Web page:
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review 2014-06-16 13:38
Junish reads: I Am Livia, Phillys T. Smith
I Am Livia - Phyllis T. Smith

Everything depends on how much Phyllis Smith's "alternative" Livia can be approved or not by the single reader (if aware of the storiography about her). 
Livia Drusilla has been accused of all concerning his husband Octavianus, even his death. She has been accused too of almost all the accidental deaths of the possible heirs of Octavianus. She has been accused of manipulating his husband's political decisions for her benefits (Tiberius, her son from the first marriage, will be the next princeps after Octavianus) and we know for sure from the storiography that Octavianus considered her political opinions and listened to her petitions and suggestions. 

There is no direct testimonies for what there was behind Livia's actions and events with her involved, only external points of view from writers like Svetonius, for example. So the possibility that all the evil voices were false can not be rejected. Smith has the advantage of moving in the territory of speculation and you can't simply say that her Livia is.."wrong". It's a choice like others, that can please or not.
Livia here is a woman in love, caring, strong, smart and shrewd but not an evil genius, absolutely not. She feels and suffers like everyone else. In fact Smith plays a lot on this factor, her humanity and goodness, considering many Livia's intents passed under the cloud of suspicion by history as substantially good and misunderstood by those "evil voices", which Livia comments during the story. Is it naive or inadequate? I don't think so. Like I said before, it's an interpretation. And in my personal opinion behind it there is the will of telling the story of a marriage without giving a little romanticism up and, at the same time, without crashing into the idealisation of the characters.
Octavianus's character risked more than his wife. In fact Smith has been astute: ending the story immediately after Tavius's return from the battle of Actium doesn't allow her to tell how he concentrated all the power on himself, passing it under legitimate acts of the Republican costitution and concealing the evidence: the rise of a monarchy and death of the Republic. Even if it has something evil (his opposition? inexistent, or, better, promptly erased), its strategy was an act of a political genius.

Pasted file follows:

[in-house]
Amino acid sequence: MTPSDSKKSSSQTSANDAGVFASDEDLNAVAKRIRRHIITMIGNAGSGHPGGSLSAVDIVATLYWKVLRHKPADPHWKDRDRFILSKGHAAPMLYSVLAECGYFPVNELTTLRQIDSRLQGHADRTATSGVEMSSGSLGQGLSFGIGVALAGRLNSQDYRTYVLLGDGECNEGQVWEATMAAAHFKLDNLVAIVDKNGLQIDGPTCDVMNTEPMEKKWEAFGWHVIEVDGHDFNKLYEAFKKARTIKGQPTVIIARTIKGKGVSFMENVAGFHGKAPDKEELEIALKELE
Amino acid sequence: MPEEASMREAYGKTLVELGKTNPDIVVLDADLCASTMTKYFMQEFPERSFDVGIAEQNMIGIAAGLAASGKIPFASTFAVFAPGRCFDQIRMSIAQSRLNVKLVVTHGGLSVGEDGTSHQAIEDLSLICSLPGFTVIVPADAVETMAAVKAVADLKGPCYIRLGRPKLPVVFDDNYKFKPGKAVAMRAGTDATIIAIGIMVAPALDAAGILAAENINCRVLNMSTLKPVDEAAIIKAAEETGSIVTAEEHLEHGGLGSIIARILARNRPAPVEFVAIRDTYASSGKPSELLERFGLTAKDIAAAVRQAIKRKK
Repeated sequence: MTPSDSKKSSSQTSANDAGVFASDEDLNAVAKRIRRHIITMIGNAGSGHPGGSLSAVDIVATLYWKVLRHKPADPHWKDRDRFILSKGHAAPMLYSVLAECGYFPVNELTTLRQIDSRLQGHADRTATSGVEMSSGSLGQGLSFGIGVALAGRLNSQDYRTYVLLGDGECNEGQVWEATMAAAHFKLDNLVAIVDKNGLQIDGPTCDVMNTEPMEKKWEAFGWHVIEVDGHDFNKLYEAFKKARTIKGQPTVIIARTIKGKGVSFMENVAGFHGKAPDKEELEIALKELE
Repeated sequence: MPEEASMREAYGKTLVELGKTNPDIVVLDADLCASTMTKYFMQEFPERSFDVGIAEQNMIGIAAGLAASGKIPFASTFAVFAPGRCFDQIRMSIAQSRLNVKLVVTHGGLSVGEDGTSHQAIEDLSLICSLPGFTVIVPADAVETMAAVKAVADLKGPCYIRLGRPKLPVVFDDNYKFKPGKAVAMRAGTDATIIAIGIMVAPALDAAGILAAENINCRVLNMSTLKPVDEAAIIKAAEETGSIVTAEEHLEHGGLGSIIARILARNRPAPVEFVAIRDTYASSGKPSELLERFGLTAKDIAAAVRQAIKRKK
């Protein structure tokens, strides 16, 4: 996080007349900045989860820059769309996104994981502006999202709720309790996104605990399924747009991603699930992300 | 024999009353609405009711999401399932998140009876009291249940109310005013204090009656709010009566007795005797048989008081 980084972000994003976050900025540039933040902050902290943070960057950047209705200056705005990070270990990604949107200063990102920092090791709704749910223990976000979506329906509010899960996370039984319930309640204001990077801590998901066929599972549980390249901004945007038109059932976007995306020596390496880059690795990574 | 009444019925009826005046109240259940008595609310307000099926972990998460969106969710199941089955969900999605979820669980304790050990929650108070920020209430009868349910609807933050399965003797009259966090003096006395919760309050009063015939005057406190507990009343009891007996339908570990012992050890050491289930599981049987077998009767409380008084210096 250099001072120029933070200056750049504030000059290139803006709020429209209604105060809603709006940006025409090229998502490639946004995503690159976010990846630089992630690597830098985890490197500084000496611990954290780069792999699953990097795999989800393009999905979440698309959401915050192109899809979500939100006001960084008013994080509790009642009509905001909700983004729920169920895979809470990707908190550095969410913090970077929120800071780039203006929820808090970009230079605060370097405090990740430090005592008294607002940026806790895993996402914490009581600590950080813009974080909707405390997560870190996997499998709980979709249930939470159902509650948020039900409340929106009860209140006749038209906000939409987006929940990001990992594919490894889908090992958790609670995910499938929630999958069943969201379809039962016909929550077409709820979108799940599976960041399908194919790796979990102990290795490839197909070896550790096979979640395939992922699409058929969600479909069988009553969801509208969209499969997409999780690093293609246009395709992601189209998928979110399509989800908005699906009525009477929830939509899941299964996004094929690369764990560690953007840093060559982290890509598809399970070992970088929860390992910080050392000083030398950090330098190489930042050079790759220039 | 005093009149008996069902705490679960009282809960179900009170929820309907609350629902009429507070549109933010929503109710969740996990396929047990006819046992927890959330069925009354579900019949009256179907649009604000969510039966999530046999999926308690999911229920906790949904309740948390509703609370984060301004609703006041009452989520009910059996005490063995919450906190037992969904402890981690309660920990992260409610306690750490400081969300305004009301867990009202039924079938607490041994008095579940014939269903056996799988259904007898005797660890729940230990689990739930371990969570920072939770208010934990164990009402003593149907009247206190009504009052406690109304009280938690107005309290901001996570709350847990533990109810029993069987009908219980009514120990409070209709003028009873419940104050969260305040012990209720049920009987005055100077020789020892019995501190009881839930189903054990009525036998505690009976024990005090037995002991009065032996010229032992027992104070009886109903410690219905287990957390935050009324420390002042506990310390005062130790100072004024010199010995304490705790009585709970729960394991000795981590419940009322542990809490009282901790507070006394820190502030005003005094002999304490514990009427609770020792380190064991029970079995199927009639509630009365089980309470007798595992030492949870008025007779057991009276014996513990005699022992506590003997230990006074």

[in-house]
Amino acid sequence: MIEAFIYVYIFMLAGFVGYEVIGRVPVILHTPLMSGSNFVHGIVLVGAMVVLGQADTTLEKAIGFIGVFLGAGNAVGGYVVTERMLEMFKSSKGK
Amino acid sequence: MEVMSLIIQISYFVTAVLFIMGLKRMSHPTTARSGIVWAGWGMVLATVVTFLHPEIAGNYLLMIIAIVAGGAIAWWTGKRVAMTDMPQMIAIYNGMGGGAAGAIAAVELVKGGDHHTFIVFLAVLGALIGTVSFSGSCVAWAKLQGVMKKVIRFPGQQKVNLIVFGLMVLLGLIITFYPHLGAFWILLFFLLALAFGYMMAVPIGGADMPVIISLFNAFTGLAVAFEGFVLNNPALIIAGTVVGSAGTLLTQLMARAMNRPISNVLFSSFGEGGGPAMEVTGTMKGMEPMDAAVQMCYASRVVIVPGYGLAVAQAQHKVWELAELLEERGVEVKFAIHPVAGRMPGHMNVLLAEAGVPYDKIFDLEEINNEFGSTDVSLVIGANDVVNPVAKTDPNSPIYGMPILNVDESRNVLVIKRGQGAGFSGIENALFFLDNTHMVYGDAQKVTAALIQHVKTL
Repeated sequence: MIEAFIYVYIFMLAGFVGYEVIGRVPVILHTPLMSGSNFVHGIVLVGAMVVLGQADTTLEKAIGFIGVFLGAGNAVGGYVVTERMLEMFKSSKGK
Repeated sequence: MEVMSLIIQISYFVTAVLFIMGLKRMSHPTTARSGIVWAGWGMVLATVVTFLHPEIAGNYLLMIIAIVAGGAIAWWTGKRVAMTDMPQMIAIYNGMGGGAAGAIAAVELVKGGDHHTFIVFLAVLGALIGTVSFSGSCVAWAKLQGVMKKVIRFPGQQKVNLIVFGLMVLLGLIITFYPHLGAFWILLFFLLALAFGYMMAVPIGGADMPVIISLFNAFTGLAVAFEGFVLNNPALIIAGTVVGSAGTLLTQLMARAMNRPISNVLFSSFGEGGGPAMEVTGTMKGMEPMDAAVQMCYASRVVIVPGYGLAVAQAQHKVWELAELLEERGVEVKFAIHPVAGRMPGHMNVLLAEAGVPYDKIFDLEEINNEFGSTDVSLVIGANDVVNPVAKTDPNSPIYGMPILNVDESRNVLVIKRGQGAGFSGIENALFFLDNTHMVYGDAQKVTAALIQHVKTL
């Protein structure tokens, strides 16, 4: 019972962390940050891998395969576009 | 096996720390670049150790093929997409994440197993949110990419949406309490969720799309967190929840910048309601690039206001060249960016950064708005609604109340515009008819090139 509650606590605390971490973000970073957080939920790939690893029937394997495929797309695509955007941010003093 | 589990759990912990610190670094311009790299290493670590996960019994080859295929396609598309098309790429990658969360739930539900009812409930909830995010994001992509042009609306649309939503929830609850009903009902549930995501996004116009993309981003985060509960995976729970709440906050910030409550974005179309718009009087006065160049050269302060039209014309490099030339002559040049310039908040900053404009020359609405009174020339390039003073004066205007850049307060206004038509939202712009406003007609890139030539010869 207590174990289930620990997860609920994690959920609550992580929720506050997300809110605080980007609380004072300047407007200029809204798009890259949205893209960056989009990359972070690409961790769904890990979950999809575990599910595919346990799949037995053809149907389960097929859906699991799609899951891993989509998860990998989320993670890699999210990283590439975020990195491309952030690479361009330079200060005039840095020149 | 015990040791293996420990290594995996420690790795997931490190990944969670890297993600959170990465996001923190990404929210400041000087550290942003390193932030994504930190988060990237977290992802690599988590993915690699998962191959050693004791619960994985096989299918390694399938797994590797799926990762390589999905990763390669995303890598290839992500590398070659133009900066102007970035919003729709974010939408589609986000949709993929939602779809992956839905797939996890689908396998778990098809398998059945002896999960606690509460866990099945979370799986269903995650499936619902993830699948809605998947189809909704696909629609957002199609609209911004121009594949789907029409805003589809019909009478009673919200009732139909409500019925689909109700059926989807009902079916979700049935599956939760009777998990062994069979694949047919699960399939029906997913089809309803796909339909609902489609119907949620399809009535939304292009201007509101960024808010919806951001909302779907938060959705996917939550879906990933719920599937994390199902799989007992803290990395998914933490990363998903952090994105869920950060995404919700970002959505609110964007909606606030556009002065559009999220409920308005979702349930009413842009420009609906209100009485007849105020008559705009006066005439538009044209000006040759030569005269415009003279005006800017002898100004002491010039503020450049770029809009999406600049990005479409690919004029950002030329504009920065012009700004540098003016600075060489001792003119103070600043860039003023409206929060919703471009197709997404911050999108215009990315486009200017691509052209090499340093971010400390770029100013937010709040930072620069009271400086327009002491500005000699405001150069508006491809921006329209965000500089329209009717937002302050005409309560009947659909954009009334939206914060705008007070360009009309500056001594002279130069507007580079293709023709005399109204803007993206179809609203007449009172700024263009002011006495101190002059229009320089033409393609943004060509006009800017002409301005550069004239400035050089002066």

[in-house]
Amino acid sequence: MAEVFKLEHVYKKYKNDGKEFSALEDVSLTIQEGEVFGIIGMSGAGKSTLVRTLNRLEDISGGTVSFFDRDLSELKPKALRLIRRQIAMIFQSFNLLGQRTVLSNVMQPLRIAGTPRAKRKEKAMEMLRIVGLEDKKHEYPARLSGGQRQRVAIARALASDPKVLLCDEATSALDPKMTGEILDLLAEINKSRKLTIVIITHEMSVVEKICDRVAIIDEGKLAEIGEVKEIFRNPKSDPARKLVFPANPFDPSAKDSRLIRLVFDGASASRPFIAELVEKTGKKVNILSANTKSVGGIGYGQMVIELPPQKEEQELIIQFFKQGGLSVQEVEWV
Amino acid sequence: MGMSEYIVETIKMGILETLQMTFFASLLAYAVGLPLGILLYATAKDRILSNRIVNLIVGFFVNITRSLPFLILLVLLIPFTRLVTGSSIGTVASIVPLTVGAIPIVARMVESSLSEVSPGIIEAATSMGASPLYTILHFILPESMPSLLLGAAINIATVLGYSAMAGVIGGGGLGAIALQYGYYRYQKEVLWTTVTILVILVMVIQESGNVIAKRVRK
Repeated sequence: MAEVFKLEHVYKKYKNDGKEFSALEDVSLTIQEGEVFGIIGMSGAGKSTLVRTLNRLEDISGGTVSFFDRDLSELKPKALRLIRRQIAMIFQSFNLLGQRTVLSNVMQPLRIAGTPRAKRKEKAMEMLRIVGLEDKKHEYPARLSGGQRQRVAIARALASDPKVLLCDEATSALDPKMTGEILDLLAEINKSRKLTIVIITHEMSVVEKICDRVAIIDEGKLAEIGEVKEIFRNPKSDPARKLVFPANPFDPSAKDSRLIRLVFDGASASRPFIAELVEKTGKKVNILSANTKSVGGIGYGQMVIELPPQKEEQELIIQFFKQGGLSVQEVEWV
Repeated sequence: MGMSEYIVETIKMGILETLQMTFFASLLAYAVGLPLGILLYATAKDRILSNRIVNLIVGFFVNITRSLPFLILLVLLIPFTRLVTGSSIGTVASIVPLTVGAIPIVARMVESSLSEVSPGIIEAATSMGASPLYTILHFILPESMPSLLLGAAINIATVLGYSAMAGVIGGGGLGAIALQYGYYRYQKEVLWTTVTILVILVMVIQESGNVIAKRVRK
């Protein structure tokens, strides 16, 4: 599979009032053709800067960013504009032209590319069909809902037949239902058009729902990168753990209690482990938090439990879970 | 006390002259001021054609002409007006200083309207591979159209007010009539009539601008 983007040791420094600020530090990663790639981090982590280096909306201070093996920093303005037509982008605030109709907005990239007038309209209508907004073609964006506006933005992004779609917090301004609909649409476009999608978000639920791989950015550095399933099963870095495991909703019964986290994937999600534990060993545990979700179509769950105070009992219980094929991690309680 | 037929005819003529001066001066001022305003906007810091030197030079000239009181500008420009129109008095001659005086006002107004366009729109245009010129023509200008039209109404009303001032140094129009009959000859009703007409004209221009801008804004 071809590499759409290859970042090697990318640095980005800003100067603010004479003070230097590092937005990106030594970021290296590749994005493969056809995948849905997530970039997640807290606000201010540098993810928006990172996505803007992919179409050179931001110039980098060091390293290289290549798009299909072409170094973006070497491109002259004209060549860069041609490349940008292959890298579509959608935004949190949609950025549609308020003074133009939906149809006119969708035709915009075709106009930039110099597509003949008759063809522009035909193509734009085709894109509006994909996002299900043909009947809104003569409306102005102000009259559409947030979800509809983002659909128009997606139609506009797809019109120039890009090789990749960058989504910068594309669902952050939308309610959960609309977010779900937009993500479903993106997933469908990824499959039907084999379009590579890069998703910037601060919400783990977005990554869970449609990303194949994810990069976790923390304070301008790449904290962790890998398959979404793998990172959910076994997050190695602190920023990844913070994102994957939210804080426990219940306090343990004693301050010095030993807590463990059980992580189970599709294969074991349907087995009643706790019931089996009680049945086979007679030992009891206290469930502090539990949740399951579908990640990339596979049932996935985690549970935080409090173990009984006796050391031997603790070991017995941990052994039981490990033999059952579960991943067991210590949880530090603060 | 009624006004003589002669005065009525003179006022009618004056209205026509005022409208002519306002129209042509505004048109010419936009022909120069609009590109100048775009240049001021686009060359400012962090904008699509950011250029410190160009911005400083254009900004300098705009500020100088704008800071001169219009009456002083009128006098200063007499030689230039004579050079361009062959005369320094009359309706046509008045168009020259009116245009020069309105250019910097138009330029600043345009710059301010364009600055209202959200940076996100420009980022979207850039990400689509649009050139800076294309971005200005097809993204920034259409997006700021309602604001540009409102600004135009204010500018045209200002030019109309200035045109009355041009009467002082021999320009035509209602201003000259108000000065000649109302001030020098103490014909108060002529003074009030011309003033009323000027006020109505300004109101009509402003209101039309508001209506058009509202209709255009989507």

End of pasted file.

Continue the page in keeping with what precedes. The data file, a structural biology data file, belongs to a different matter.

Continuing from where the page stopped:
Clearly telling this part of Octavianus's life with the same tone of this book would have been more difficult and maybe, yes, out of place. So excluding the start of the Imperial Era has been wise if we consider the precedent decisions about the characters and their personality. It is a pity, because it's very interesting, but I understand it.


Octavianus is one of my favorites historical figures, so it was easy for me to like this book, even if has the "ghosts of fictionalization", but I accepted Smith's choices and so this version has ben enjoyable. A possible version in which some of the evil voices about Livia were followed? Interesting, maybe with a more controversial character, but I don't see why an author could not propose a bit of romance even in this marriage, if he or she doesn't bump into cheap solutions or banalizations and "selloffs" in the characters. 

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text 2014-06-01 11:54
What June could bring
When God Was a Rabbit - Sarah Winman
The First Man in Rome - Colleen McCullough
The Brothers Karamazov - 'Fyodor Dostoyevsky'
Pan - Knut Hamsun,Sverre Lyngstad
The Sleeping Voice - Dulce Chacón
Aunt Julia and the Scriptwriter - Mario Vargas Llosa
Embers - Sándor Márai,Carol Brown Janeway

I say "What June could bring" because the last month I tried to say with a certain confidence "What May will bring" but some of the promised books have been cut off from the tyrannic 31 days of only 24 hours. In fact The Sleeping Voice by Dulce Chacòn, Aunt Julia and the Scriptwriter by Vargas Llosa and Embers by Sandor Màrai are the evacuees who are looking for a place in June. 


In the meantime I'll read the monthly book of my online book club, Pan by Knut Hamsun, who inspires me a lot. I'm eager to read one of his most acclaimed works and maybe discover a remarkable author :) 

And I want to be ambitious, inserting too in this monthly session The Brothers Karamazov. Let's say that I dreamed a dream in which I manage to read even this book in June. All About Books from Goodreads will read it in this month and the temptation of joining them is very high, given that I wanted to read something else by Dostoevskij for months after The Gambler, White Nights, The House of the Dead and two short stories. Maybe a huge classic of his bibliography like this. And doing it with other bookish fellows then would be more encouraging.

But June is also the start of a new themed session and I'd like to remain in Ancient Rome after the listening in progress of I Am Livia. So I've thought about the famous saga of Collen McCullough, whose first book is The First Man in Rome. I'm impatient to read it too. Usually I don't get excited by historical books set in those times but now for unexplicable reason I'm really inspired to this kind of genre and I want to read this and that and that other and well, I have to keep calm, like my (original!!!) t-shirt says.

Don't ask me the reason of the consumerist excitation in the bracket. 

..many intense literary wishes for a month not so free. But my (current) heroic mood says...challenge accepted! 

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review 2014-05-09 18:37